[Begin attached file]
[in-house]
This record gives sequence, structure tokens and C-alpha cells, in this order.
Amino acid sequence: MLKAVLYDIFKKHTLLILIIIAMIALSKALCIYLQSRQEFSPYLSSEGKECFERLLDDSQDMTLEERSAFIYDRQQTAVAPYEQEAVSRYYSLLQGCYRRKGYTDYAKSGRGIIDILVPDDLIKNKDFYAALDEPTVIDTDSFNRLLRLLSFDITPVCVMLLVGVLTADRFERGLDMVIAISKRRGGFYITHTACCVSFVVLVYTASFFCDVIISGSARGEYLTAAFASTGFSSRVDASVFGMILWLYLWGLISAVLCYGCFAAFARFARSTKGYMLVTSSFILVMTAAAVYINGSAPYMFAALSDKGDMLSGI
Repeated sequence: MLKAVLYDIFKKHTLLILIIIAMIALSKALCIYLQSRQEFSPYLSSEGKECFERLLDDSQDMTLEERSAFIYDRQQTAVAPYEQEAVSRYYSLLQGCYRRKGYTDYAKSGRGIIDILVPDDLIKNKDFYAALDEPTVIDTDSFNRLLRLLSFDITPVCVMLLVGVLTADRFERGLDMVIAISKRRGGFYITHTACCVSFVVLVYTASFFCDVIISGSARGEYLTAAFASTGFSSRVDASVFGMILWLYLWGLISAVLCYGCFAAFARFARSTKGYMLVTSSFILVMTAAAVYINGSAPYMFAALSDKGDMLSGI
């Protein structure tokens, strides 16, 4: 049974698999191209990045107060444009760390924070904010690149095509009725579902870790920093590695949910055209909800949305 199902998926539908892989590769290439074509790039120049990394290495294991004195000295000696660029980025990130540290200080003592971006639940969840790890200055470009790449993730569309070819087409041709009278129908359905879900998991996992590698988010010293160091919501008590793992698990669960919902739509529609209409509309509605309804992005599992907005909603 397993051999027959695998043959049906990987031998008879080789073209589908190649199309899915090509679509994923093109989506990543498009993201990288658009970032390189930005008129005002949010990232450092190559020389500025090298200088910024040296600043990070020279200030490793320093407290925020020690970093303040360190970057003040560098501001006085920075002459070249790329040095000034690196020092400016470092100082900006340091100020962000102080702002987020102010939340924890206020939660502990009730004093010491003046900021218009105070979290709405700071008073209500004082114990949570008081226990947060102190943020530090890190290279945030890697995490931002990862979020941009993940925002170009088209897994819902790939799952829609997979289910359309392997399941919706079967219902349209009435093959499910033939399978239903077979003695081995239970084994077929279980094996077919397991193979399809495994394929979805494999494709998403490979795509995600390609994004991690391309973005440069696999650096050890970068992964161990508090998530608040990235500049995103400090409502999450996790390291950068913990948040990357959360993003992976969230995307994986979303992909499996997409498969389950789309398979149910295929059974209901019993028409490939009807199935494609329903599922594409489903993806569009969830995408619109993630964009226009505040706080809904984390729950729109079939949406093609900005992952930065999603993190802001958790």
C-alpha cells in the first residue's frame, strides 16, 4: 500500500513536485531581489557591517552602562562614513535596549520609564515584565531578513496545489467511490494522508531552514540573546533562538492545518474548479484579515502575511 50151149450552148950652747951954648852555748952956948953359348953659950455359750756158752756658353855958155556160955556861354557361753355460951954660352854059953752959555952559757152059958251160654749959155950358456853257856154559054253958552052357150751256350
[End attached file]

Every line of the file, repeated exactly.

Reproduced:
[in-house]
This record gives sequence, structure tokens and C-alpha cells, in this order.
Amino acid sequence: MLKAVLYDIFKKHTLLILIIIAMIALSKALCIYLQSRQEFSPYLSSEGKECFERLLDDSQDMTLEERSAFIYDRQQTAVAPYEQEAVSRYYSLLQGCYRRKGYTDYAKSGRGIIDILVPDDLIKNKDFYAALDEPTVIDTDSFNRLLRLLSFDITPVCVMLLVGVLTADRFERGLDMVIAISKRRGGFYITHTACCVSFVVLVYTASFFCDVIISGSARGEYLTAAFASTGFSSRVDASVFGMILWLYLWGLISAVLCYGCFAAFARFARSTKGYMLVTSSFILVMTAAAVYINGSAPYMFAALSDKGDMLSGI
Repeated sequence: MLKAVLYDIFKKHTLLILIIIAMIALSKALCIYLQSRQEFSPYLSSEGKECFERLLDDSQDMTLEERSAFIYDRQQTAVAPYEQEAVSRYYSLLQGCYRRKGYTDYAKSGRGIIDILVPDDLIKNKDFYAALDEPTVIDTDSFNRLLRLLSFDITPVCVMLLVGVLTADRFERGLDMVIAISKRRGGFYITHTACCVSFVVLVYTASFFCDVIISGSARGEYLTAAFASTGFSSRVDASVFGMILWLYLWGLISAVLCYGCFAAFARFARSTKGYMLVTSSFILVMTAAAVYINGSAPYMFAALSDKGDMLSGI
């Protein structure tokens, strides 16, 4: 049974698999191209990045107060444009760390924070904010690149095509009725579902870790920093590695949910055209909800949305 199902998926539908892989590769290439074509790039120049990394290495294991004195000295000696660029980025990130540290200080003592971006639940969840790890200055470009790449993730569309070819087409041709009278129908359905879900998991996992590698988010010293160091919501008590793992698990669960919902739509529609209409509309509605309804992005599992907005909603 397993051999027959695998043959049906990987031998008879080789073209589908190649199309899915090509679509994923093109989506990543498009993201990288658009970032390189930005008129005002949010990232450092190559020389500025090298200088910024040296600043990070020279200030490793320093407290925020020690970093303040360190970057003040560098501001006085920075002459070249790329040095000034690196020092400016470092100082900006340091100020962000102080702002987020102010939340924890206020939660502990009730004093010491003046900021218009105070979290709405700071008073209500004082114990949570008081226990947060102190943020530090890190290279945030890697995490931002990862979020941009993940925002170009088209897994819902790939799952829609997979289910359309392997399941919706079967219902349209009435093959499910033939399978239903077979003695081995239970084994077929279980094996077919397991193979399809495994394929979805494999494709998403490979795509995600390609994004991690391309973005440069696999650096050890970068992964161990508090998530608040990235500049995103400090409502999450996790390291950068913990948040990357959360993003992976969230995307994986979303992909499996997409498969389950789309398979149910295929059974209901019993028409490939009807199935494609329903599922594409489903993806569009969830995408619109993630964009226009505040706080809904984390729950729109079939949406093609900005992952930065999603993190802001958790």
C-alpha cells in the first residue's frame, strides 16, 4: 500500500513536485531581489557591517552602562562614513535596549520609564515584565531578513496545489467511490494522508531552514540573546533562538492545518474548479484579515502575511 50151149450552148950652747951954648852555748952956948953359348953659950455359750756158752756658353855958155556160955556861354557361753355460951954660352854059953752959555952559757152059958251160654749959155950358456853257856154559054253958552052357150751256350